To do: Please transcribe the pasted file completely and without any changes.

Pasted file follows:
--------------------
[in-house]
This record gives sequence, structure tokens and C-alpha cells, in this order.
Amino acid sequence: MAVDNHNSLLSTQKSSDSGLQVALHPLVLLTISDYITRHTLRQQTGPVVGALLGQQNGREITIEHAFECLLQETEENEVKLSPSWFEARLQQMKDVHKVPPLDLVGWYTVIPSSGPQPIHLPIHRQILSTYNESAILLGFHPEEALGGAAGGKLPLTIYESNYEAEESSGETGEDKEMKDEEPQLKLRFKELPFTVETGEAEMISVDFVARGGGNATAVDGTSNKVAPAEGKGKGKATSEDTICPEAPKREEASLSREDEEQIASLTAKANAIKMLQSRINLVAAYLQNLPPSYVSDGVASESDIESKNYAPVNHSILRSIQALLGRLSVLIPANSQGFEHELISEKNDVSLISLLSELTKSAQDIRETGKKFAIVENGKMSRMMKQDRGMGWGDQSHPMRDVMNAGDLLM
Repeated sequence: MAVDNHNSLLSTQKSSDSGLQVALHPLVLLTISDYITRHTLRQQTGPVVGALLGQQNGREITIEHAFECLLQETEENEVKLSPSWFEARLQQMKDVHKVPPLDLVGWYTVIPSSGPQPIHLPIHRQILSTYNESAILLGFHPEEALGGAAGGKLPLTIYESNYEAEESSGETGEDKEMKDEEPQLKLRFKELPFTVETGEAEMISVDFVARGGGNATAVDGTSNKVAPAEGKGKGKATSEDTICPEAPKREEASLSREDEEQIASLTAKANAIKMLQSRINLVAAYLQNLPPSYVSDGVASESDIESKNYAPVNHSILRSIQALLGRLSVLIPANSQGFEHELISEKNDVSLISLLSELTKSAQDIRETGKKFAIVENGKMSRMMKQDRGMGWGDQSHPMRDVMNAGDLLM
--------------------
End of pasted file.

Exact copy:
[in-house]
This record gives sequence, structure tokens and C-alpha cells, in this order.
Amino acid sequence: MAVDNHNSLLSTQKSSDSGLQVALHPLVLLTISDYITRHTLRQQTGPVVGALLGQQNGREITIEHAFECLLQETEENEVKLSPSWFEARLQQMKDVHKVPPLDLVGWYTVIPSSGPQPIHLPIHRQILSTYNESAILLGFHPEEALGGAAGGKLPLTIYESNYEAEESSGETGEDKEMKDEEPQLKLRFKELPFTVETGEAEMISVDFVARGGGNATAVDGTSNKVAPAEGKGKGKATSEDTICPEAPKREEASLSREDEEQIASLTAKANAIKMLQSRINLVAAYLQNLPPSYVSDGVASESDIESKNYAPVNHSILRSIQALLGRLSVLIPANSQGFEHELISEKNDVSLISLLSELTKSAQDIRETGKKFAIVENGKMSRMMKQDRGMGWGDQSHPMRDVMNAGDLLM
Repeated sequence: MAVDNHNSLLSTQKSSDSGLQVALHPLVLLTISDYITRHTLRQQTGPVVGALLGQQNGREITIEHAFECLLQETEENEVKLSPSWFEARLQQMKDVHKVPPLDLVGWYTVIPSSGPQPIHLPIHRQILSTYNESAILLGFHPEEALGGAAGGKLPLTIYESNYEAEESSGETGEDKEMKDEEPQLKLRFKELPFTVETGEAEMISVDFVARGGGNATAVDGTSNKVAPAEGKGKGKATSEDTICPEAPKREEASLSREDEEQIASLTAKANAIKMLQSRINLVAAYLQNLPPSYVSDGVASESDIESKNYAPVNHSILRSIQALLGRLSVLIPANSQGFEHELISEKNDVSLISLLSELTKSAQDIRETGKKFAIVENGKMSRMMKQDRGMGWGDQSHPMRDVMNAGDLLM